AUTHOR ARCHIVES

Gayle Tzemach Lemmon

Council on Foreign Relations Gayle Tzemach Lemmon is a regular contributor to Defense One. Lemmon is the author of Ashley's War: The Untold Story of a Team of Women Soldiers on the Special Ops Battlefield and a senior fellow at the Council on Foreign Relations.
Results 1-10 of 33

Army Shows Women No Slack at Elite Army Ranger Qualifiers

April 15, 2015 FORT BENNING, Ga. – On a lonely stretch of road inside the confines of Fort Benning, Ga., a sea of bobbing red lights bounces off soldiers’ headlamps and illuminates the grey-black pre-dawn morning. It is 5:00 am and 44 soldiers began the six-mile foot march. Just another morning and another ...

A New Day in US-Afghan Relations, But for How Long?

March 26, 2015 This was a week to remember for the Afghan hands, so long out of the spotlight as America’s longest war wore on. From the White House to a joint session of Congress to a glittering (for Washington) State Department dinner for Afghan President Ashraf Ghani and Chief Executive Abdullah Abdullah, ...

Obama Insiders Divided About Shifting Fight From Assad to ISIS

February 3, 2015 In 2011, President Barack Obama said, “For the sake of the Syrian people, the time has come for President Assad to step aside.” Three and a half years, 200,000 deaths and more than 3 million refugees later, Assad shows no signs of abandoning the Syrian presidency. The mission that “Assad ...

If Only America Cared About Actual Wars as Much as War Movies

January 6, 2015 If only America cared as much about the actual wars men and women in uniform are fighting as the country does about the films depicting their heroic deeds. The film “American Sniper” about legendary Navy SEAL sniper Chris Kyle broke box office records this holiday season when the picture earned ...

Is Obama’s ‘Iraq First’ Strategy Working Against ISIS?

December 18, 2014 When it comes to U.S. military action against the Islamic State, the Obama administration is pursuing an Iraq first policy of strengthening Baghdad while taking back terrain the group has claimed in the country. In Iraq, unlike in Syria, the United States notes it has a government that invited them ...

How Afghans Feel About the Direction of Their Country

December 2, 2014 As Afghanistan looks toward its future, with a new president at the helm and the U.S. military presence drawing down, security remains among the country’s most daunting challenges going forward. Yet the growth of the country’s economy and political protections for Afghan women are also cause for concern for a ...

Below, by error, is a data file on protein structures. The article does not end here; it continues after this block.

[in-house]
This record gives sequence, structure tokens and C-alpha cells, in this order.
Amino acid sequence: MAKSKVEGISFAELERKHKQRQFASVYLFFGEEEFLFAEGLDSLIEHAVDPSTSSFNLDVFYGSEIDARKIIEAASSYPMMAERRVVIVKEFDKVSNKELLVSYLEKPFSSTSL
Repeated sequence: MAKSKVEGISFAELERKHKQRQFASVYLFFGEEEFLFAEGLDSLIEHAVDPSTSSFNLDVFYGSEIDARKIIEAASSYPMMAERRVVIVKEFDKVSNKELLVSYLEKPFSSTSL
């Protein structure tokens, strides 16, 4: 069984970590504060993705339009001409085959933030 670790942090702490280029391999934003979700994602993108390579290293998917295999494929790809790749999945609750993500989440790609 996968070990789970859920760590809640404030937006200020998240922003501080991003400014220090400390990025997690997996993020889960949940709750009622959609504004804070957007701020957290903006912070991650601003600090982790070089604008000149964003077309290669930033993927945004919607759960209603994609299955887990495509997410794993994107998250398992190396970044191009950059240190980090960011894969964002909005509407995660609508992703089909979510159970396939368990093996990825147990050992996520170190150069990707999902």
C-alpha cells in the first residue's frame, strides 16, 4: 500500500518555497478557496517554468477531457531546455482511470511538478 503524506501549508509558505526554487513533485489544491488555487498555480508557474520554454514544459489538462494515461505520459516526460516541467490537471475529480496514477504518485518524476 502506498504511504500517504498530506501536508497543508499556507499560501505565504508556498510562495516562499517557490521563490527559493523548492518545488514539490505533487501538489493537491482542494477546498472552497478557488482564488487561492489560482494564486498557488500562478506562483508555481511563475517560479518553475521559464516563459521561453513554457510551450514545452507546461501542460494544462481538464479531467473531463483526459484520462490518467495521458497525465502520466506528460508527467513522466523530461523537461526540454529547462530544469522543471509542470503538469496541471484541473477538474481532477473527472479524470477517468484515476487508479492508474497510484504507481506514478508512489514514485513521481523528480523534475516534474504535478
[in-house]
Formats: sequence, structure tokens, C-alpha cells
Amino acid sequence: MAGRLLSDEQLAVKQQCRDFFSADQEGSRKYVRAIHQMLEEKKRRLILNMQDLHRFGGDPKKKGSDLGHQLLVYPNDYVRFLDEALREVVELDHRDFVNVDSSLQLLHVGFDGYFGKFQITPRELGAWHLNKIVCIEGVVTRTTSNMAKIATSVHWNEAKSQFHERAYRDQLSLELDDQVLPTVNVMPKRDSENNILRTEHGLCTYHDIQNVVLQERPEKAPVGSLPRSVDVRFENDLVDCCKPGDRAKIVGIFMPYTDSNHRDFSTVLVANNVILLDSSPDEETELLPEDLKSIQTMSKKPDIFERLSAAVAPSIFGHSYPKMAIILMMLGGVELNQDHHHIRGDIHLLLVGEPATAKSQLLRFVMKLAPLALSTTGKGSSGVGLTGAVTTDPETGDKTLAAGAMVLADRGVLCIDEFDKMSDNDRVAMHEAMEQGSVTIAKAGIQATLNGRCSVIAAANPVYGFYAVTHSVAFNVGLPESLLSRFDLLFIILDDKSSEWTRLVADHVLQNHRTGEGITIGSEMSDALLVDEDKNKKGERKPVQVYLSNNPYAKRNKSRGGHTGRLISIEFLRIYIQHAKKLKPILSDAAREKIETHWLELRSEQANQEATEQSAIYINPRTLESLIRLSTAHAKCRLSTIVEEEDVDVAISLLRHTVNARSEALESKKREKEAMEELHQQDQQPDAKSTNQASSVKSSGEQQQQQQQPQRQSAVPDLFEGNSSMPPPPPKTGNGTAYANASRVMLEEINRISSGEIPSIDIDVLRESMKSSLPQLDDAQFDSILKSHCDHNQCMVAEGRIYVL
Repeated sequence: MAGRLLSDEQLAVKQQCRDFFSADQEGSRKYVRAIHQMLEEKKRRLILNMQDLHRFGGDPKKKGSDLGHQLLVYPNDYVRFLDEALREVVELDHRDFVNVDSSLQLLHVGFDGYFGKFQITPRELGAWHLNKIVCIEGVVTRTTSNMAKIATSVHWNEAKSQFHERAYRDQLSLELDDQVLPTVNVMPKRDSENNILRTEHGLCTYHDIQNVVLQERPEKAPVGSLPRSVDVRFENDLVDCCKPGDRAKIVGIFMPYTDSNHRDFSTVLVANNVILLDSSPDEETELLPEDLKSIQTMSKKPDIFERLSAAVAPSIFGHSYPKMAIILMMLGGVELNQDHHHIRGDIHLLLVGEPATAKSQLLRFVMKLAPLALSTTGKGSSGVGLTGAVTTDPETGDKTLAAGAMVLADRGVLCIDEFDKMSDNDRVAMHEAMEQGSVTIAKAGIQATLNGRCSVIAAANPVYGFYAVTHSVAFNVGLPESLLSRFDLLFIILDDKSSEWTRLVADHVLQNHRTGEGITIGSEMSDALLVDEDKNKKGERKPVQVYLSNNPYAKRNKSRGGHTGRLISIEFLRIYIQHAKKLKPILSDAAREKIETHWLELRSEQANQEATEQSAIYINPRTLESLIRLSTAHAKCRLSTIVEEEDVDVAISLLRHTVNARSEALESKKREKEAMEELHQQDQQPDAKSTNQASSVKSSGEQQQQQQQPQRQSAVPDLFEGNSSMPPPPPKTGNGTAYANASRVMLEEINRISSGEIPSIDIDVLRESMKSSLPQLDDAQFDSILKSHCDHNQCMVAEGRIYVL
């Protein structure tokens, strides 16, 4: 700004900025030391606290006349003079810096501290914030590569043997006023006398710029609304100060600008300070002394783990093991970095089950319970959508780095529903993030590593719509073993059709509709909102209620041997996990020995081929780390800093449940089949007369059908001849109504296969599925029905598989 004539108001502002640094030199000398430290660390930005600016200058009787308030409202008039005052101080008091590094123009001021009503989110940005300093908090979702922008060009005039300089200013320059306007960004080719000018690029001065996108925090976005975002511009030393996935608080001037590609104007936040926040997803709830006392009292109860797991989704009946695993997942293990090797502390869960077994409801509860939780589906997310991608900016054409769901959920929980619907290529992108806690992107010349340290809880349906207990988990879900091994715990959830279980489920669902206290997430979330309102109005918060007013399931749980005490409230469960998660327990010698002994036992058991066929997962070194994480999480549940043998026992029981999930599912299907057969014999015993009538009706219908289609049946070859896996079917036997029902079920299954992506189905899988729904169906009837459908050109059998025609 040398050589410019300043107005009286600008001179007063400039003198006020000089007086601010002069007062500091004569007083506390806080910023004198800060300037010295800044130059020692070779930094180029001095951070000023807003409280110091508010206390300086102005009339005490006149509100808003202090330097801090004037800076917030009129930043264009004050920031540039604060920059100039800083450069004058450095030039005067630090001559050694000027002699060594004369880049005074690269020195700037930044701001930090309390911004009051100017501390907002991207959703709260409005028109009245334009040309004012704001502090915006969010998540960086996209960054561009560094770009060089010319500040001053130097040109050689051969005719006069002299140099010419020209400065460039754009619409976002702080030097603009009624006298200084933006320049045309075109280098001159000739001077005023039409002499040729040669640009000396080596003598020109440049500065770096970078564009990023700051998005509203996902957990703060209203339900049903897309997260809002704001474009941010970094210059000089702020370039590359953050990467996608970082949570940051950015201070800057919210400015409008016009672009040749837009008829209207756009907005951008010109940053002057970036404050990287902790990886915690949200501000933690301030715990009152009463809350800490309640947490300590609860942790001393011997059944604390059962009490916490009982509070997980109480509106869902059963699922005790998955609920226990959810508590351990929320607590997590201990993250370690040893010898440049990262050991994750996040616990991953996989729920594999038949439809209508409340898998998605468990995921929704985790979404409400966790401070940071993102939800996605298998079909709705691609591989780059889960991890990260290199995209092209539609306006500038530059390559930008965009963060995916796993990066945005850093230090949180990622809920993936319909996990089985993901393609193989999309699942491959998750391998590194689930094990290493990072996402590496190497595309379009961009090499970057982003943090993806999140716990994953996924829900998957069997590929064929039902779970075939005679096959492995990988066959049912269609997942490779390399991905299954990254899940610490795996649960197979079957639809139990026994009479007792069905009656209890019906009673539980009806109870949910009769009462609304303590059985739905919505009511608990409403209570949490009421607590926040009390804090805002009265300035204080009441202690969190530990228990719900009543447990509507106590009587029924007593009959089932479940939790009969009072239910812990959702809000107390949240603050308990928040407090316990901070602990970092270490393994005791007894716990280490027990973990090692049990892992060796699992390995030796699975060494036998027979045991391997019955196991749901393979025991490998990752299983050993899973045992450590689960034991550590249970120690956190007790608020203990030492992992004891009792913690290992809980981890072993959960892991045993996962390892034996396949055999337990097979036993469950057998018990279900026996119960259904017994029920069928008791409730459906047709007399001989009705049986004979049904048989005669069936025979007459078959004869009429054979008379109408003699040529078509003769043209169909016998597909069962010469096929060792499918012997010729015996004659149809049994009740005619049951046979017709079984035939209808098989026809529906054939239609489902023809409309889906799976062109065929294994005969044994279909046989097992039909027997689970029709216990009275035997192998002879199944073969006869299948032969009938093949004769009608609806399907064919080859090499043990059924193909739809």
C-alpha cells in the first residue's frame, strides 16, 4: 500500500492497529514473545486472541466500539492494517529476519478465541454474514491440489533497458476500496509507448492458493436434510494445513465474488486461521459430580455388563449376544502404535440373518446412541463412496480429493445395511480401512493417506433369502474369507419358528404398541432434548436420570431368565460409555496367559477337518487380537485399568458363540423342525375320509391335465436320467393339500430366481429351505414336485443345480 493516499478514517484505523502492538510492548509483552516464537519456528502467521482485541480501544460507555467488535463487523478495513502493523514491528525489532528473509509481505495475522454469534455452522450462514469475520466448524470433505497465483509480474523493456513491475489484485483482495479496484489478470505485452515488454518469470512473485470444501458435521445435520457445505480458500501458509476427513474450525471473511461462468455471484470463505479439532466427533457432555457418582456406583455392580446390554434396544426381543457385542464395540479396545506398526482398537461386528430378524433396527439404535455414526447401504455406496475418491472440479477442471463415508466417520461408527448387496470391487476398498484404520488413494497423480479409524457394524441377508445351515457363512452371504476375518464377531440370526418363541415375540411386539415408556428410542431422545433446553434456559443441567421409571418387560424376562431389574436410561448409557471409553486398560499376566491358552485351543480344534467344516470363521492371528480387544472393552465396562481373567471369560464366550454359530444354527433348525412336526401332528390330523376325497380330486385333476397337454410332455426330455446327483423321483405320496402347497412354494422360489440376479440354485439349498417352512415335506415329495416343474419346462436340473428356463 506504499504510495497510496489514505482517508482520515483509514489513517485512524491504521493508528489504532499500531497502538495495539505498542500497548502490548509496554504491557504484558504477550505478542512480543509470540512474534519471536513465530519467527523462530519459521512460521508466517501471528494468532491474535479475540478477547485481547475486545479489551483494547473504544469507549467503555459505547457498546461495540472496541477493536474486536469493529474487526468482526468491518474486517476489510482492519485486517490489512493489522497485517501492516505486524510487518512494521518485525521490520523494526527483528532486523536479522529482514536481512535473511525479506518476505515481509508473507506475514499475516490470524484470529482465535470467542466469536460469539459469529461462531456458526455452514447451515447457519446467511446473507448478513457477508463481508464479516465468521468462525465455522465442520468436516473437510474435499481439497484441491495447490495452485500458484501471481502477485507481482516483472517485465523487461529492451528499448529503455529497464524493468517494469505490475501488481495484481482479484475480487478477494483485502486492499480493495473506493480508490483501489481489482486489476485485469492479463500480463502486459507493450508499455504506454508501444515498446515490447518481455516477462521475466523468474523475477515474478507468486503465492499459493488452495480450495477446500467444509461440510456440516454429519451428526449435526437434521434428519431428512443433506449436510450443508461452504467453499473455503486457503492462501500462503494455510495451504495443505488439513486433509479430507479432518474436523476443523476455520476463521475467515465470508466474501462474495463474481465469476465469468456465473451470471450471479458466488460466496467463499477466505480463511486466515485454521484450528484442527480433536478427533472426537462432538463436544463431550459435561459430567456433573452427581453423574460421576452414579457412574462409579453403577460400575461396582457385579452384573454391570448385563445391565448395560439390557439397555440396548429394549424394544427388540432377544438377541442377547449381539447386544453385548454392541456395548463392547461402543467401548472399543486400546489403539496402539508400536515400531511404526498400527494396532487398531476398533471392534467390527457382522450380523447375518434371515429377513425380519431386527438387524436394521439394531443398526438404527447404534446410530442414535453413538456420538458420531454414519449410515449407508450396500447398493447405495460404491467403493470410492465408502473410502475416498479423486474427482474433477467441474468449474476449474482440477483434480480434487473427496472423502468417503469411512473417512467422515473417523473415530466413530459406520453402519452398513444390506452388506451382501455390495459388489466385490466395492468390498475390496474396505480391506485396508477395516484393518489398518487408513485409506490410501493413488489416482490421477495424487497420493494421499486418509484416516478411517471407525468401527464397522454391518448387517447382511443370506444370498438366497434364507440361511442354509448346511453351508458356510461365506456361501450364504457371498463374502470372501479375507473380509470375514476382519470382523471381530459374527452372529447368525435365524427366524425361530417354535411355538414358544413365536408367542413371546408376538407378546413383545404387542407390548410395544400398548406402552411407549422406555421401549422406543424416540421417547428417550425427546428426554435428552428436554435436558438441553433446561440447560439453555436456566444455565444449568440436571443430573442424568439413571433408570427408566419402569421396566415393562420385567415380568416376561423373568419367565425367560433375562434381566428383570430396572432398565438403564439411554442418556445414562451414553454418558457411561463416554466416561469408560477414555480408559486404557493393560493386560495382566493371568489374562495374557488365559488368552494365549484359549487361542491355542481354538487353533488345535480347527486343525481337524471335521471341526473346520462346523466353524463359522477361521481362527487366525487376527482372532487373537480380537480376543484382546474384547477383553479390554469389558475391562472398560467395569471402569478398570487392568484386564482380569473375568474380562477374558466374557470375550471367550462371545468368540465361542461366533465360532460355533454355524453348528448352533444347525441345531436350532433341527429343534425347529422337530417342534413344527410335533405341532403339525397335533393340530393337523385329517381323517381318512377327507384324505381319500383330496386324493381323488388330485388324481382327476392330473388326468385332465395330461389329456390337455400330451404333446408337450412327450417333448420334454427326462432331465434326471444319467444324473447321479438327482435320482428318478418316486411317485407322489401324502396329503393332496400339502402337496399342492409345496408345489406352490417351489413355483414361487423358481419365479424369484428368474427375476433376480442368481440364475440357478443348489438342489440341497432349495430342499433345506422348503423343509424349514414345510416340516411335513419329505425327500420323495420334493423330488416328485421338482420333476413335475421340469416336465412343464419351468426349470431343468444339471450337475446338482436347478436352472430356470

The Search for the Plan To Destroy ISIS

November 24, 2014 The United States has promised that America will “degrade and destroy” ISIS in a “targeted, relentless counterterrorism campaign.” But two and a half months in, ISIS’s appeal shows little sign of waning. And the question is, even if the U.S. is able to kill the elusive architect of ISIS’s ascent, ...

Promises of Syrian Rebel Train-and-Equip Program Meet the Battlefield’s Realities

October 10, 2014 As the fight for the key Syrian border town Kobani unfolds in real time before the world, the limits of U.S. military involvement are on stark display as well. “Airstrikes alone are not going to do this. They're not going to fix this. They're not going to save the town ...

Fight the Islamic State in Iraq? Sure. In Syria? Not So Much

September 16, 2014 Iraq was once seen as the wrong war; now, it has become the more palatable one. In its place is Syria, which has become the pariah nation at the core of the conflict, the country no one wants to touch. As the Obama administration takes to Capitol Hill to explain ...

‘No Boots on the Ground’ Doesn’t Mean No Combat in Iraq

September 10, 2014 President Barack Obama is due to address the nation in prime time on Wednesday to lay out his plan to fight the Islamic State. He already has made a “no boots on the ground” pledge that he will not return the U.S. to war in Iraq. The five-word phrase has ...